La Ferme Équestre de Louvain la Neuve.

Congrès de la FRDI - Münster Août 2009

Horses and Mindfulness
How meditation and relationship with horses
can teach us about healing and serenity

Gwénola Herbette, Ph.D. & Patrick Guilmot


Mindfulness takes its roots in the meditation practices in Buddhism tradition. It has been defined as a specific state of mind, resulting of "paying attention in a particular way: on purpose, in the present moment, and nonjudgmentally" (Kabat-Zinn, 1994). Mindfulness practice, introduced 25 years ago by Kabat-Zinn in the behavioral medicine, is nowadays widely spread among hundreds of mental health programs. It is also the subject of a great amount of scientific research.

Mindfulness practice involves to intentionally maintain attention on specific present stimuli (physical sensations, cognitions, or emotions). At the same time, people experience their mind that tends to wander. Every time they realize it, they just need to notice what took them away and then, bring their attention back to the stimuli. Such an attitude helps to create a distance with thoughts and emotions, and to consider them just for what they are: thoughts and emotions, and not reality.

In our practice as equine assisted therapists, we invite people in the situations with horses to focus on the experience that unfolds moment after moment, independently of the obtained results. We are confident that such an opened and non-striving perspective gives rise to a more fruitful and respectful experience. We classify these situations with horses into four categories: the horse as a model, as a stimulus, as an interlocutor, and as a mirror.

In such experiences, the relation with horses may sustain various benefits similar to those of mindfulness practice: serenity and calmness, being present, nonjudgmental, greater awareness of internal experience, and better coping with negative emotions.

According to the similarity between the processes involved in the mindfulness training on the one hand, and in the relation with horses the way we practice it on the other hand, it became obvious to us to combine these two approaches into one program. Our program is particularly relevant as it offers people more interested by the relation with horses at first, access to new skills to increase their well-being. We hypothesized that participants would report: l an increased well-being after the program; l increased effects compared to the mindfulness traditional program; l decreased drop-out and absence to classes.


After an information session, twelve participants joined the program. We extended the initial Mindfulness Based Cognitive Therapy protocol (MBCT; Teasdale, Segal & Williams, 1995) from 8 to 10 sessions. As in the MBCT initial program, in each class, a time was devoted to a 45-minute meditation, to sharing experiences with the group, and to the introduction of a specific theme with new exercises. We added a time period with horses. The class ended with the assignment of exercises to practice at home until next class. Participation in a mindfulness program requires participants a strong commitment to practice for 45 minutes the formal techniques on a daily basis for a period of at least ten weeks. We built the "horse program" to be progressive and linked to the meditation classes. The horse program was also the opportunity to focus on the "seven attitudinal factors" that Kabat-Zinn (1990) identified as being the major pillars of mindfulness practice: non-judging, patience, beginner's mind, trust, non-striving, acceptance, letting go.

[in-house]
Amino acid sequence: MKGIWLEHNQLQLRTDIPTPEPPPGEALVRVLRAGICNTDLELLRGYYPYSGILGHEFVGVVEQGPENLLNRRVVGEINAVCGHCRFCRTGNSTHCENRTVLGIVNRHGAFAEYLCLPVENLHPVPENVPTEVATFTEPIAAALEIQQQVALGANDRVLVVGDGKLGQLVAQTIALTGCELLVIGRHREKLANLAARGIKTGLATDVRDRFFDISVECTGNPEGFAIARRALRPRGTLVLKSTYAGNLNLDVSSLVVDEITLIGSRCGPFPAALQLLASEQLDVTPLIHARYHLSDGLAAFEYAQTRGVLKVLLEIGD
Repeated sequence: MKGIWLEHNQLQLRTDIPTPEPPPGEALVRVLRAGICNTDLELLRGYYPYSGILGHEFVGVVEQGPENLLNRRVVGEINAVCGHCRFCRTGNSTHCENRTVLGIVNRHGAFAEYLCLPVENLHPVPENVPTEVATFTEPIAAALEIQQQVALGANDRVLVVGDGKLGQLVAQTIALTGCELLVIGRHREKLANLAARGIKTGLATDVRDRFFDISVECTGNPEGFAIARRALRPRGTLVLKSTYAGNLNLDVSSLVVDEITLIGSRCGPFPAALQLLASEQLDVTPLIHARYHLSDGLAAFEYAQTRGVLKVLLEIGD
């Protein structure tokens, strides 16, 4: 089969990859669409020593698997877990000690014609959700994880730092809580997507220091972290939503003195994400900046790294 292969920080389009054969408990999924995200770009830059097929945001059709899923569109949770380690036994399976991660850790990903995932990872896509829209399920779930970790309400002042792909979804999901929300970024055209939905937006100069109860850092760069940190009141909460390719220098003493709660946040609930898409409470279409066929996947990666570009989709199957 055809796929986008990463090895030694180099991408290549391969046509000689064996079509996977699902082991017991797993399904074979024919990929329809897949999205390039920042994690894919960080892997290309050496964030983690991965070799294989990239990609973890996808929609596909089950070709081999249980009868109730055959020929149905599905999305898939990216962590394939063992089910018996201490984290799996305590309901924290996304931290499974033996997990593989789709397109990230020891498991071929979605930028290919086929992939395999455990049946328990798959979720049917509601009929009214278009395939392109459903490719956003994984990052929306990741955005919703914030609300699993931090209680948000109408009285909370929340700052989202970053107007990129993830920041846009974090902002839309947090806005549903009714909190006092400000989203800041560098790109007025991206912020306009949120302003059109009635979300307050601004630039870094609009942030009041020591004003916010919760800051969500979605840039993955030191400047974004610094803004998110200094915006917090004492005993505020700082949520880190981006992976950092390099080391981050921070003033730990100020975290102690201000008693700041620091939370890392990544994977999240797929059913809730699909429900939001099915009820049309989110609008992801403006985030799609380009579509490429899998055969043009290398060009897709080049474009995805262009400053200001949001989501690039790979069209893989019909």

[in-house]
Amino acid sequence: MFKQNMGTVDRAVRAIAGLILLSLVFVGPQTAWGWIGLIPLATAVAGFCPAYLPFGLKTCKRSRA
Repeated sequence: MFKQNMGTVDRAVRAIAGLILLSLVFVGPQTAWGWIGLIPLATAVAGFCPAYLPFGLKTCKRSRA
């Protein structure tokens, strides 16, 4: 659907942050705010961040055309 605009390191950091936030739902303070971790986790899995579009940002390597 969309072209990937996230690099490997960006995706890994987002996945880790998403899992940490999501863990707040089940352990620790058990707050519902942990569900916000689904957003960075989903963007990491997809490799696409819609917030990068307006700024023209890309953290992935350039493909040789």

Results and Conclusion:

Participants were asked to complete a questionnaire before and after the 10 sessions. It aimed at assessing effects of our program, and to compare our data with results obtained from a traditional MBCT protocol.

According to previous studies (cf. Baer, 2003 for a meta-analysis), we predict that participants would report greater mindfulness skills (i.e., observing, describing, acting with awareness, non-judgment, and non-reaction). We also predict lowered depression and anxiety scores, increased self-esteem, and a lowered general psychopathologic symptomatology. In addition, we hypothesize that the experience with horses would increase these benefits.

After presenting our results , we will discuss the relevance of adding a specific program with horses to the traditional MBCT program, as well as applying a mindfulness training program to people working with horses.


Gwénola Herbette:
Ph.D. in Psychology, cognitive-behavioral therapist; private consultation (emotional disorders, chronic pain, mindfulness groups); secretary of the french-speaking "Association pour le Développement de la Mindfulness"; spends an unreasonable amount of time being with, working with and observing horses.
Patrick Guilmot
Equine assisted therapist, director of "La Ferme Equestre de Louvain-la-Neuve", Belgium, (equine assisted therapy center). His work is nourished by several approaches of the movement and of the relationship (Taï-Chi, body-and-mind structures, dance therapy, non-violent communication).

Authors would like to thank La Ferme Equestre de Louvain-la-Neuve (equine assisted therapy center), Belgium, for including this project in its annual program. Authors would also like to thank Pr. Pierre Philippot (University of Louvain, Belgium) for his support to this pilot project.
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